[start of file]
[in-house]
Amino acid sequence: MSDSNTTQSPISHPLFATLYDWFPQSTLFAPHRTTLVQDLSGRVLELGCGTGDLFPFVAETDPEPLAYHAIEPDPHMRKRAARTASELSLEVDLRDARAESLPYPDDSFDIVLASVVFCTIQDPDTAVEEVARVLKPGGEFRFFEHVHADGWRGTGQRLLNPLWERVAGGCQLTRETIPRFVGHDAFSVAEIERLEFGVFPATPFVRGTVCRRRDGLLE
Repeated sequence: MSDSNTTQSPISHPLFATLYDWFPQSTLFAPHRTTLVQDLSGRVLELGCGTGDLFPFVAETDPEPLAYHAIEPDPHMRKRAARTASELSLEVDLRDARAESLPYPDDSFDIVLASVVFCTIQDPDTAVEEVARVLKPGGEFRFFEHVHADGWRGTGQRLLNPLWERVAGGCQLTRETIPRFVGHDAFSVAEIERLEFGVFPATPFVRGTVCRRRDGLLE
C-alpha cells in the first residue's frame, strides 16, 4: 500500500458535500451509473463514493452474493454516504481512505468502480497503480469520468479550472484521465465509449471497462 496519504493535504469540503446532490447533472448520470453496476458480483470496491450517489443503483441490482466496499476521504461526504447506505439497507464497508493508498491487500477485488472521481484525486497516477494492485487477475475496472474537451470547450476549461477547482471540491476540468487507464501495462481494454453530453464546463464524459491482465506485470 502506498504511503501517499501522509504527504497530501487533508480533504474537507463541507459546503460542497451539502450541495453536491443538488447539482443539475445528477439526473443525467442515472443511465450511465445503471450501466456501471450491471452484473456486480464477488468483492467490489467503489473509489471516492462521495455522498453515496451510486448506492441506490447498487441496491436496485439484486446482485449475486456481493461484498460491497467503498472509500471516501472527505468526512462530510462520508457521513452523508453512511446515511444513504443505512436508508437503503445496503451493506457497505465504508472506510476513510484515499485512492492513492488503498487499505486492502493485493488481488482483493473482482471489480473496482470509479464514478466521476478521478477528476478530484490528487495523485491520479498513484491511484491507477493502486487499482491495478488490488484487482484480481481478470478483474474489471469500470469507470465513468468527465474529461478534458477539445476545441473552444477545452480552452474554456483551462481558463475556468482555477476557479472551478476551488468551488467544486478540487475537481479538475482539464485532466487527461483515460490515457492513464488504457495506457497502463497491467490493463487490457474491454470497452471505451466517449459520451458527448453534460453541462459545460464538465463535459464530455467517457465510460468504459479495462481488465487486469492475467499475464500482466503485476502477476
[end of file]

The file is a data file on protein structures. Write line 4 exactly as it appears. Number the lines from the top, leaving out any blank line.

C-alpha cells in the first residue's frame, strides 16, 4: 500500500458535500451509473463514493452474493454516504481512505468502480497503480469520468479550472484521465465509449471497462 496519504493535504469540503446532490447533472448520470453496476458480483470496491450517489443503483441490482466496499476521504461526504447506505439497507464497508493508498491487500477485488472521481484525486497516477494492485487477475475496472474537451470547450476549461477547482471540491476540468487507464501495462481494454453530453464546463464524459491482465506485470 502506498504511503501517499501522509504527504497530501487533508480533504474537507463541507459546503460542497451539502450541495453536491443538488447539482443539475445528477439526473443525467442515472443511465450511465445503471450501466456501471450491471452484473456486480464477488468483492467490489467503489473509489471516492462521495455522498453515496451510486448506492441506490447498487441496491436496485439484486446482485449475486456481493461484498460491497467503498472509500471516501472527505468526512462530510462520508457521513452523508453512511446515511444513504443505512436508508437503503445496503451493506457497505465504508472506510476513510484515499485512492492513492488503498487499505486492502493485493488481488482483493473482482471489480473496482470509479464514478466521476478521478477528476478530484490528487495523485491520479498513484491511484491507477493502486487499482491495478488490488484487482484480481481478470478483474474489471469500470469507470465513468468527465474529461478534458477539445476545441473552444477545452480552452474554456483551462481558463475556468482555477476557479472551478476551488468551488467544486478540487475537481479538475482539464485532466487527461483515460490515457492513464488504457495506457497502463497491467490493463487490457474491454470497452471505451466517449459520451458527448453534460453541462459545460464538465463535459464530455467517457465510460468504459479495462481488465487486469492475467499475464500482466503485476502477476